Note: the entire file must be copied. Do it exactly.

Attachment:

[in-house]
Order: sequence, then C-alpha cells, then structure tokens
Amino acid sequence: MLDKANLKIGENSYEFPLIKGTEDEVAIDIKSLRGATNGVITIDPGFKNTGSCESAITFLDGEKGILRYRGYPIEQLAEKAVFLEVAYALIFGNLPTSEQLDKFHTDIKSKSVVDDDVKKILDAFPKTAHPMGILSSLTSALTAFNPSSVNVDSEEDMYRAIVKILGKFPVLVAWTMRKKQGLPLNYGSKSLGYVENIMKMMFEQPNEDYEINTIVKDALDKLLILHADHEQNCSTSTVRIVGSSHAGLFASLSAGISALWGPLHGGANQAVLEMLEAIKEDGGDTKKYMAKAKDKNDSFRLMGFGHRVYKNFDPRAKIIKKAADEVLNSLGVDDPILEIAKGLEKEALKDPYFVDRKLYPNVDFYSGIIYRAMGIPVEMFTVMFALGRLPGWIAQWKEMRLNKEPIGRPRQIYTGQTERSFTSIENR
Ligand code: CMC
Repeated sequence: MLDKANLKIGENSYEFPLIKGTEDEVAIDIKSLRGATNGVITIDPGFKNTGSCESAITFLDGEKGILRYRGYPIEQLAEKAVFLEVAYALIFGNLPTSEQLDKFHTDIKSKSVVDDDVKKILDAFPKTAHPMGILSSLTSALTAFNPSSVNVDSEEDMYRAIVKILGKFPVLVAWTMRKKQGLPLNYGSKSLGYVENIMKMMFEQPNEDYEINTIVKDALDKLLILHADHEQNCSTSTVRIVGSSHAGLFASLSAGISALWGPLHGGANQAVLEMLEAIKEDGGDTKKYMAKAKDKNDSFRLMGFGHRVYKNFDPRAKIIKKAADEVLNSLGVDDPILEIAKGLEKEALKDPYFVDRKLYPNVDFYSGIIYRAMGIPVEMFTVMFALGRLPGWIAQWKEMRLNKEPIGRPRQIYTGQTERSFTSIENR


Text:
[in-house]
Order: sequence, then C-alpha cells, then structure tokens
Amino acid sequence: MLDKANLKIGENSYEFPLIKGTEDEVAIDIKSLRGATNGVITIDPGFKNTGSCESAITFLDGEKGILRYRGYPIEQLAEKAVFLEVAYALIFGNLPTSEQLDKFHTDIKSKSVVDDDVKKILDAFPKTAHPMGILSSLTSALTAFNPSSVNVDSEEDMYRAIVKILGKFPVLVAWTMRKKQGLPLNYGSKSLGYVENIMKMMFEQPNEDYEINTIVKDALDKLLILHADHEQNCSTSTVRIVGSSHAGLFASLSAGISALWGPLHGGANQAVLEMLEAIKEDGGDTKKYMAKAKDKNDSFRLMGFGHRVYKNFDPRAKIIKKAADEVLNSLGVDDPILEIAKGLEKEALKDPYFVDRKLYPNVDFYSGIIYRAMGIPVEMFTVMFALGRLPGWIAQWKEMRLNKEPIGRPRQIYTGQTERSFTSIENR
Ligand code: CMC
Repeated sequence: MLDKANLKIGENSYEFPLIKGTEDEVAIDIKSLRGATNGVITIDPGFKNTGSCESAITFLDGEKGILRYRGYPIEQLAEKAVFLEVAYALIFGNLPTSEQLDKFHTDIKSKSVVDDDVKKILDAFPKTAHPMGILSSLTSALTAFNPSSVNVDSEEDMYRAIVKILGKFPVLVAWTMRKKQGLPLNYGSKSLGYVENIMKMMFEQPNEDYEINTIVKDALDKLLILHADHEQNCSTSTVRIVGSSHAGLFASLSAGISALWGPLHGGANQAVLEMLEAIKEDGGDTKKYMAKAKDKNDSFRLMGFGHRVYKNFDPRAKIIKKAADEVLNSLGVDDPILEIAKGLEKEALKDPYFVDRKLYPNVDFYSGIIYRAMGIPVEMFTVMFALGRLPGWIAQWKEMRLNKEPIGRPRQIYTGQTERSFTSIENR